Cattle Raid suggests that the sakkars don't want to fight humans. While I totally understand that from a Runequest flavor perspective, I was getting the impression that my group was ready for action, and it was starting to get late anyway. So, I elected to have them fight to the death. Here is the map I prepared for the encounter. Solid lines are increasing elevation and dashed lines are decreasing. The X is where the sakkar attack occurred, and the circled letters refer to the herders. T is HeorTarl.
I asked the players how they planned to move with the herd and they elected to spread out. I deliberately made the scale large to increase the tension. I also made a point to emphasize with them that the down slope towards the upper left of the diagram leads to Orleving farm lands. My players did discover that the Varmandi had been grazing within Orleving boarder stone boundaries prior to this. This close proximity made them appropriately nervous.
The sakkars attacked! My plan was to keep them near the kills and to feed on them, until anyone chose to intervene. With my players being spread our over the whole map, the challenge was getting them involved with combat and not be sidelined just because of positioning. Vostor was the only one close to the attack, and he elected to use his javelin as a melee weapon. A big part of this first combat was players figuring out "how this works" and I think they did a fine job given the newness and circumstances. They did a good job of attempting augments with skills like bargain, homeland, culture, etc, but really struggled with the idea of augmenting weapon attacks. This is my fault because I could have done a better job of emphasizing that weapons could be augmented too! The "it is whatever it says on my character sheet" mentality is potentially a barrier for people coming over from other games, because skill augmentation is pretty novel for most role-players.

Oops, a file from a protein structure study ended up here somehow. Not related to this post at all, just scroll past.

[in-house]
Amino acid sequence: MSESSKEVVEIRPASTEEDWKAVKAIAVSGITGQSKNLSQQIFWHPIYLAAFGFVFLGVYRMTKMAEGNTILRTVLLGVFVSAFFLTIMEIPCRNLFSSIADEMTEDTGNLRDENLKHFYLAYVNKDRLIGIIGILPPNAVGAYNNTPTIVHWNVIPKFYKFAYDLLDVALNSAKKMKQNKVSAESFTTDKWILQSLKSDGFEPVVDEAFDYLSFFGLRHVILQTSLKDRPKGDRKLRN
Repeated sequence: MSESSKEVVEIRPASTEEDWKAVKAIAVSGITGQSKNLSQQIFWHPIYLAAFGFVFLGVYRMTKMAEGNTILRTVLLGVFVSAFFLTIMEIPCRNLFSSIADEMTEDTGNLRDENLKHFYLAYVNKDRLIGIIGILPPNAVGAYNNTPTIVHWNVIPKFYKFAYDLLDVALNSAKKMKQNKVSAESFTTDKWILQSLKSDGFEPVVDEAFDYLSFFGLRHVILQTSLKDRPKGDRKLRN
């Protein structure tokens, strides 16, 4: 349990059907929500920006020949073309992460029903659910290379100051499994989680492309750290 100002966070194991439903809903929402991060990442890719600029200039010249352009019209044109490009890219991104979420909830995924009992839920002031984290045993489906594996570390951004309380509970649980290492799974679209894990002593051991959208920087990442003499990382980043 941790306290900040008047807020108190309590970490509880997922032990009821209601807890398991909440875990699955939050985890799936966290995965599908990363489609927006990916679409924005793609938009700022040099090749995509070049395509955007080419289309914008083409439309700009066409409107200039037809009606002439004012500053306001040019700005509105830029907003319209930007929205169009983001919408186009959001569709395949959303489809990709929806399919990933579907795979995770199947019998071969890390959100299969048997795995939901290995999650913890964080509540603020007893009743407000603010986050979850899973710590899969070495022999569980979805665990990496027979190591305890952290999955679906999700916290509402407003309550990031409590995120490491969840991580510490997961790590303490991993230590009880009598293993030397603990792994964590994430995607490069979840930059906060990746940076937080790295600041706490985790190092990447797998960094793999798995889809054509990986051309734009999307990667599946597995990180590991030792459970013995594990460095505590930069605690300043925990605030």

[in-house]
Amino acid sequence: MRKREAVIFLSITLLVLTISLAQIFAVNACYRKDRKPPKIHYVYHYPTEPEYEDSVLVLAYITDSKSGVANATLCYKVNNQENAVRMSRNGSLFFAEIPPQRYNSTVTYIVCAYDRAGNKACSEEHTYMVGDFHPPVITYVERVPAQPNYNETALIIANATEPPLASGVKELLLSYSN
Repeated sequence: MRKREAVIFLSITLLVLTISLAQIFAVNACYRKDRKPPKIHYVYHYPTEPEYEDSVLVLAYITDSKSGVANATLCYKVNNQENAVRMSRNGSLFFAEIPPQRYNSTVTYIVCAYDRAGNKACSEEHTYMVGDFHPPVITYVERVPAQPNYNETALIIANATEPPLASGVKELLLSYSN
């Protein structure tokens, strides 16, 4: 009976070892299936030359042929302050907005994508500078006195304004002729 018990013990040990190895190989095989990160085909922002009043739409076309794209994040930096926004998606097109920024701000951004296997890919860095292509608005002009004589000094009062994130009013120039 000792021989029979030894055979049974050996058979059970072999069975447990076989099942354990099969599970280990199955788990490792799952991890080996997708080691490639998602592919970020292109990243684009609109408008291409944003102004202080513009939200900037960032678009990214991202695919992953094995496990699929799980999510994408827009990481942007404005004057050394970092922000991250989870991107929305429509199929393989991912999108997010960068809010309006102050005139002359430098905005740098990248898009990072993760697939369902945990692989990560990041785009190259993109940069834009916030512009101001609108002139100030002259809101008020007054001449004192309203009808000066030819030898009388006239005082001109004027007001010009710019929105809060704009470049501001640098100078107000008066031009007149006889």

Mobility was the most commonly used Spirit Magic and the player playing Yanioth was absolutely dead set on making the biggest Earth Elemental possible to deal with the threat of the sakkars and I couldn't blame them.